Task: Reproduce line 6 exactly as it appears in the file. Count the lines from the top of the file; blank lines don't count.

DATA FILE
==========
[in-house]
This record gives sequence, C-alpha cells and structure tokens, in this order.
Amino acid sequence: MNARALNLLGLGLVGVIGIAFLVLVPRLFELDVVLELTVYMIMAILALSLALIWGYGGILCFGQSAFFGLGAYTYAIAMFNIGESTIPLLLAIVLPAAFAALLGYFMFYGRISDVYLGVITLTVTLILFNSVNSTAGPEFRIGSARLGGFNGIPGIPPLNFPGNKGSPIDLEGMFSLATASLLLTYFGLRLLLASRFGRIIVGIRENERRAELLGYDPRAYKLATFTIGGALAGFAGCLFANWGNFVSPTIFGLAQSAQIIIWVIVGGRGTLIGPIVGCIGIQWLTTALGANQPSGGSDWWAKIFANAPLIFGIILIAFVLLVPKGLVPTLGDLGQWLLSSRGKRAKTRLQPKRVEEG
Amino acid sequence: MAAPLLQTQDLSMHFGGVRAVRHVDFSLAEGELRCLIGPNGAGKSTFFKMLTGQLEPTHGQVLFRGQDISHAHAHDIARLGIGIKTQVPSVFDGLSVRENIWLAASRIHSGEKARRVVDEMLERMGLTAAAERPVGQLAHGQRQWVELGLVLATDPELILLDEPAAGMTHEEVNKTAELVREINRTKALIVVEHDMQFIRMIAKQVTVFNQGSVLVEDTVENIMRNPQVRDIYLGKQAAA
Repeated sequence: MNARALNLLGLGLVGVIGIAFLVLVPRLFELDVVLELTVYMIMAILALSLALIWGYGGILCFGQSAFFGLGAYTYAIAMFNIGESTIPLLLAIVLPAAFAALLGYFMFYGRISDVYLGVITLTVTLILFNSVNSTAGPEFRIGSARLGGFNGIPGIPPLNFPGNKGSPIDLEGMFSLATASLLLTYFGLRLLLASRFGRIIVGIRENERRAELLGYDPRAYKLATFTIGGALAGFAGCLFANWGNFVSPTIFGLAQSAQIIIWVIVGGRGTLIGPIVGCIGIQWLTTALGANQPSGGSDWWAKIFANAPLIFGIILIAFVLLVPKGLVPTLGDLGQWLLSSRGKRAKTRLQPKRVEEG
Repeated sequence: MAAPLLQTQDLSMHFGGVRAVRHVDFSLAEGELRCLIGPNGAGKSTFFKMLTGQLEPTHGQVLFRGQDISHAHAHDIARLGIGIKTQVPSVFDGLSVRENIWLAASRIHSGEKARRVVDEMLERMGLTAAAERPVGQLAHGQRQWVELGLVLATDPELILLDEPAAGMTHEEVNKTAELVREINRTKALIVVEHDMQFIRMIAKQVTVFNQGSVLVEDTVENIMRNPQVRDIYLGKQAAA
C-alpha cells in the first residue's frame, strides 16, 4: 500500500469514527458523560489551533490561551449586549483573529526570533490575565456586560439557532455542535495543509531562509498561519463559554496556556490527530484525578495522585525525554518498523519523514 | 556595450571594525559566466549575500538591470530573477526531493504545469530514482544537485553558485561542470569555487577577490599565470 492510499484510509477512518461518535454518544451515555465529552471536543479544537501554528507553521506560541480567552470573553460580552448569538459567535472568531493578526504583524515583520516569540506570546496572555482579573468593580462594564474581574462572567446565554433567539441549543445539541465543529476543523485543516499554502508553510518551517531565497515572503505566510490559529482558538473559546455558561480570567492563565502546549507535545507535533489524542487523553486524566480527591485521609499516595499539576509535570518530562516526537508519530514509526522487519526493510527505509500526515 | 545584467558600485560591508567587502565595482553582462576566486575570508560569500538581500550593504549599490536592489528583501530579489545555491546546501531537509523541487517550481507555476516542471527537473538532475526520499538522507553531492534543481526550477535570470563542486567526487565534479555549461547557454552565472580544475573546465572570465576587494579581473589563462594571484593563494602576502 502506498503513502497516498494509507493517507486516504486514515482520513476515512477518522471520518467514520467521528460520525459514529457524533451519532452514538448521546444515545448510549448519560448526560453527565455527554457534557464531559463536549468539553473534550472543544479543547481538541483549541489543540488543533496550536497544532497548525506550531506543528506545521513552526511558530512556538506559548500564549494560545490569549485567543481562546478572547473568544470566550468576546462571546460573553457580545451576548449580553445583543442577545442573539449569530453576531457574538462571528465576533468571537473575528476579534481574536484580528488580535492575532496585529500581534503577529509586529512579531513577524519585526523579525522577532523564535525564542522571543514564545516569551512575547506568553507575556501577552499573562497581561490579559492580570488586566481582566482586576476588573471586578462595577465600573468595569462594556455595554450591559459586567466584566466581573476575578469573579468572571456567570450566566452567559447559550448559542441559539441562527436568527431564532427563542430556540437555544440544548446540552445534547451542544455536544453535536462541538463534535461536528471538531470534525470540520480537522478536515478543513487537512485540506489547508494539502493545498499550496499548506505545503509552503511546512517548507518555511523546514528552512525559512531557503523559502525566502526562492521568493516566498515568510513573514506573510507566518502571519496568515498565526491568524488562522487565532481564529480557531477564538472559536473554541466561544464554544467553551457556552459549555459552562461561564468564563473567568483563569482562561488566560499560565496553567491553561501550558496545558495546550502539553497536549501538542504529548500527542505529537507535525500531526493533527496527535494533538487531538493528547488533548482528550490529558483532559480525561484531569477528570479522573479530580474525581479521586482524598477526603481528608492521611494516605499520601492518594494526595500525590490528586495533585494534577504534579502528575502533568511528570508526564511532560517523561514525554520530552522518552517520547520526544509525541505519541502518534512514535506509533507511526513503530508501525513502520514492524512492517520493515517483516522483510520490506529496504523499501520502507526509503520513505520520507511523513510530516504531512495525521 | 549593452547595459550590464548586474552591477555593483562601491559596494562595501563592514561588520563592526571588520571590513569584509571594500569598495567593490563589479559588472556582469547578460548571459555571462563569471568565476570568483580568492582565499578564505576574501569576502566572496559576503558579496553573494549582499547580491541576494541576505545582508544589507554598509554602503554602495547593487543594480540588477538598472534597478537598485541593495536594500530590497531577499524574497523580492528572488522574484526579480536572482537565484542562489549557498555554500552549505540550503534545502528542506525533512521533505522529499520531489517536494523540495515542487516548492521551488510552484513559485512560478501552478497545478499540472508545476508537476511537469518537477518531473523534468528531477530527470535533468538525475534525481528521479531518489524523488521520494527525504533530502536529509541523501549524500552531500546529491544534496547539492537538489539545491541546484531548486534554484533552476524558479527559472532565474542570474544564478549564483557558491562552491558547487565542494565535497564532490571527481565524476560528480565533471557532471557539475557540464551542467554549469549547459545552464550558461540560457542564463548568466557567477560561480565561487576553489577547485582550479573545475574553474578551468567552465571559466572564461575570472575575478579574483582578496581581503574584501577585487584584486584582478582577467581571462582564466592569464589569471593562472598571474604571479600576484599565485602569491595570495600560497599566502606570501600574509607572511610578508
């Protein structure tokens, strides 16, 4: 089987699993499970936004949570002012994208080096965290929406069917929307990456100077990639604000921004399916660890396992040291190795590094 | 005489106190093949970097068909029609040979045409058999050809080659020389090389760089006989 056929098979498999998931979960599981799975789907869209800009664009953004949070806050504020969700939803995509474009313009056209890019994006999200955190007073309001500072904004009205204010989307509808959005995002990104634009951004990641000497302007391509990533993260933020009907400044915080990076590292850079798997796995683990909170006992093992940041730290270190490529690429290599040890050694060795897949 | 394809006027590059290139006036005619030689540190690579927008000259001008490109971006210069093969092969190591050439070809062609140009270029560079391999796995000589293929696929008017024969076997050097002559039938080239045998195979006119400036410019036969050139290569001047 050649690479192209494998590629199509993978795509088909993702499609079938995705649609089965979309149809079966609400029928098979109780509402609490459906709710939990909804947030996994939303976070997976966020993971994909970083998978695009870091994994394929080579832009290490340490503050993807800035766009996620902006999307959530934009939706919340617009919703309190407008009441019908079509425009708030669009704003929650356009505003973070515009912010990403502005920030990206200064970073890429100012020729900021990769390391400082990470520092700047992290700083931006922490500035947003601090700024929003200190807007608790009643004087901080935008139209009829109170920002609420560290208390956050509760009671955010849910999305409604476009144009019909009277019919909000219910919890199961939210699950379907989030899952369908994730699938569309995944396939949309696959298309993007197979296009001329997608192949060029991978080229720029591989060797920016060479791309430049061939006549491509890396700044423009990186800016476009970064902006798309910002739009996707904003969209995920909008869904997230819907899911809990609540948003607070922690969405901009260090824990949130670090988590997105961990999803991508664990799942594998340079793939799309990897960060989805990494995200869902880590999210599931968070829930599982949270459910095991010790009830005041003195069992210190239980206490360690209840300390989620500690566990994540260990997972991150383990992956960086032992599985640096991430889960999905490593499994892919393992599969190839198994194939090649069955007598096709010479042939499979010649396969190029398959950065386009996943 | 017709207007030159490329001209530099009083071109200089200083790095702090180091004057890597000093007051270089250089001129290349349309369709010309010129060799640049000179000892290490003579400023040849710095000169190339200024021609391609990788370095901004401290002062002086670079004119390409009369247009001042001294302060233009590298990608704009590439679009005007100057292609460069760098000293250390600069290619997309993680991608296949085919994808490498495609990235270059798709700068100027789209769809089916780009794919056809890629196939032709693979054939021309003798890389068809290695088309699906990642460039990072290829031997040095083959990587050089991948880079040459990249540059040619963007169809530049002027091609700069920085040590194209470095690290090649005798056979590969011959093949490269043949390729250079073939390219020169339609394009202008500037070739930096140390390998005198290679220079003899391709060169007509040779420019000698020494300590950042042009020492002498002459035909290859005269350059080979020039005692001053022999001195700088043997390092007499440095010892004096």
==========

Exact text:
Repeated sequence: MAAPLLQTQDLSMHFGGVRAVRHVDFSLAEGELRCLIGPNGAGKSTFFKMLTGQLEPTHGQVLFRGQDISHAHAHDIARLGIGIKTQVPSVFDGLSVRENIWLAASRIHSGEKARRVVDEMLERMGLTAAAERPVGQLAHGQRQWVELGLVLATDPELILLDEPAAGMTHEEVNKTAELVREINRTKALIVVEHDMQFIRMIAKQVTVFNQGSVLVEDTVENIMRNPQVRDIYLGKQAAA